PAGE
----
N. Ireland won’t use UK’s contact-tracing app, will use own version to ‘interact’ with Republic of Ireland’s one, minister says
Speaking to the Northern Ireland Assembly's Committee for Health, Robin Swann said that, since NI is part of the UK, residents will have access to the NHS app “whether we want it or not.”
He did not suggest downloading it, however, as a “Northern Ireland version” is being created which “can interact with” with the Republic’s one.
Northern Ireland is the only one of the UK’s devolved administrations to create its own app, since both apps on the island of Ireland will need to work in conjunction with one another. Swann said there had already been some “difficulties” and “uncertainties” with the NHS app, which is intended to alert users if they have been in contact with a person who tested positive for the virus.Also on rt.com Contact-tracing app will be ‘key part’ of UK government’s Covid-19 ‘surveillance programme’ – Johnson spokesman
Dublin has opted for a “less intrusive” decentralized model for the app, which sees user data stored on devices rather than sent to central databases run by authorities, as is the case with the NHS app.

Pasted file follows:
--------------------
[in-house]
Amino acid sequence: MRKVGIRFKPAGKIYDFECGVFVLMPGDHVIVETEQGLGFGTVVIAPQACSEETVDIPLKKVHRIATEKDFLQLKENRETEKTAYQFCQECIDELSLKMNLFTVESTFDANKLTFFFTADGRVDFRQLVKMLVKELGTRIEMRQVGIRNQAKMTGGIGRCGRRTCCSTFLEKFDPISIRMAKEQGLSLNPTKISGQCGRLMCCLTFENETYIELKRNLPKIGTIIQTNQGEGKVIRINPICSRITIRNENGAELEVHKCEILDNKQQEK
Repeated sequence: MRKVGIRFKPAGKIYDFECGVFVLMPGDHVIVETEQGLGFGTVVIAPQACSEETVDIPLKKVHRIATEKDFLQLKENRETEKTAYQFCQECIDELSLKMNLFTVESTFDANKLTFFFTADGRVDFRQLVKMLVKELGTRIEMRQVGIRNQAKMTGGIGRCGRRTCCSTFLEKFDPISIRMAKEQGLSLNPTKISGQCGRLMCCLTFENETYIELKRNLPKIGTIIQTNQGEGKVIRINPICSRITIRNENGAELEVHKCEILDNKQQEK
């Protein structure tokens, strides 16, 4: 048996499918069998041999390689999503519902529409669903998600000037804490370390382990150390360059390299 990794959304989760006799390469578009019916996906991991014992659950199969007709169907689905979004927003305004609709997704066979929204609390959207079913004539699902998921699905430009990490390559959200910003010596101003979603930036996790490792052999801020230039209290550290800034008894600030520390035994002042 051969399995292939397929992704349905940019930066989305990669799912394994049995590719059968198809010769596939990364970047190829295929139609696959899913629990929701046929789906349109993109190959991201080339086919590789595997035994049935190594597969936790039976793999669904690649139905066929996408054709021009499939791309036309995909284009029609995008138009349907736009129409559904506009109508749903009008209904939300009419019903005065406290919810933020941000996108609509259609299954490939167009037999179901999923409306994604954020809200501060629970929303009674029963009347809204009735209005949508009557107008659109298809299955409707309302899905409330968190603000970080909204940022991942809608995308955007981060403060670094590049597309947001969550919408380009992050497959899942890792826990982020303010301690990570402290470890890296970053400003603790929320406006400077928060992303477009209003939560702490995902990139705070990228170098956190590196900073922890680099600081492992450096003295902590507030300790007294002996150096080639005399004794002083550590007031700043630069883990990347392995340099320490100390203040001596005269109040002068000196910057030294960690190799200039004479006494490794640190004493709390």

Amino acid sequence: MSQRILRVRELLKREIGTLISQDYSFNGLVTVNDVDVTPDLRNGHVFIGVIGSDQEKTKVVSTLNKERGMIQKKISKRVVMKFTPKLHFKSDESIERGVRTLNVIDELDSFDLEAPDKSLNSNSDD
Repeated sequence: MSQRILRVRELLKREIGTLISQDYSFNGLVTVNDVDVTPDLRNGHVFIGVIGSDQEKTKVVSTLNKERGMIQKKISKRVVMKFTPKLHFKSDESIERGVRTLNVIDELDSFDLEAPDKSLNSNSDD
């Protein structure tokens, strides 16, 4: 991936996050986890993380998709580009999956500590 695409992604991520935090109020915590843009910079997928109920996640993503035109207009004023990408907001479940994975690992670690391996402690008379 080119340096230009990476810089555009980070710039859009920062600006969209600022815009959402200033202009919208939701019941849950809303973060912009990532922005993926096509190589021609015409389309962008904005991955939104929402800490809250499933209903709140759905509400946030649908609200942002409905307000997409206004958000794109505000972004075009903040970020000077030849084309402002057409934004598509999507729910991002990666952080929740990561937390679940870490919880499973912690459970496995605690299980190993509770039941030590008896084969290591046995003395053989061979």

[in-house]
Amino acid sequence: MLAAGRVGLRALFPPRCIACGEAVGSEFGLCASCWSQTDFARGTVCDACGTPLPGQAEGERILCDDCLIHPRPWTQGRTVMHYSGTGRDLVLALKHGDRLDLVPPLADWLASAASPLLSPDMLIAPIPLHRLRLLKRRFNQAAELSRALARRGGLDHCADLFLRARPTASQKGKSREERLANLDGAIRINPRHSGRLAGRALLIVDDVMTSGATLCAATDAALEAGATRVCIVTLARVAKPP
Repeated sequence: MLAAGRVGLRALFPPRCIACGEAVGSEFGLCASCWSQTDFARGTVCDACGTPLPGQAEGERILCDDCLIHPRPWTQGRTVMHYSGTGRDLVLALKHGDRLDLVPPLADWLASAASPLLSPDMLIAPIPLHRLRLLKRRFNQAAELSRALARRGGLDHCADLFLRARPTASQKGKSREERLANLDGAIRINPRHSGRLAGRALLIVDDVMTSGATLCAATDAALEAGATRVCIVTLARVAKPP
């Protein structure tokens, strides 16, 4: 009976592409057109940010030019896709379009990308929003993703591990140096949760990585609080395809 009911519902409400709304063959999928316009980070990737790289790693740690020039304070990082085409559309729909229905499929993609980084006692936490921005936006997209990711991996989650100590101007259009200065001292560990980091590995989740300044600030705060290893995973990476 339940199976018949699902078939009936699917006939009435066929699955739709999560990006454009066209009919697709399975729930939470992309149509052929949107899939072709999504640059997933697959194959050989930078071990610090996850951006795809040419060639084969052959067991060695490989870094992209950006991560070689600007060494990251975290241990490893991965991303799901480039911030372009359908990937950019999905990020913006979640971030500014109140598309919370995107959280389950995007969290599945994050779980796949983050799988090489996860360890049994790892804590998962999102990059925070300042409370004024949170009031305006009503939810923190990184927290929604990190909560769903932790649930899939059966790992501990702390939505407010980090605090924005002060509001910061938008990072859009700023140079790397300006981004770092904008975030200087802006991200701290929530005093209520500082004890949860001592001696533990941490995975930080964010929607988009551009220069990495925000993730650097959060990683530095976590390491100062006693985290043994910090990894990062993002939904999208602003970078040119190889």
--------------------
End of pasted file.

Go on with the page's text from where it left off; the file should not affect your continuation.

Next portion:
NI’s Deputy First Minister Michelle O'Neill said officials from there and the Republic had met already to discuss using an all-island system. She said she had concerns around the centralized model from a “human rights point of view.”
The UK app has been beset with problems and concerns around privacy due to its centralized structure. While officials initially touted it as a “key part” of its tracing strategy, they have shifted the focus back onto manual tracing in recent days, as reports of issues with the app spread.
It also looks as though the NHS app may miss its target launch date of June 1, as it is still currently in test mode.Also on rt.com Useless & invasive? UK’s Covid-19 contact tracing app gets bad reviews after reportedly failing all performance tests
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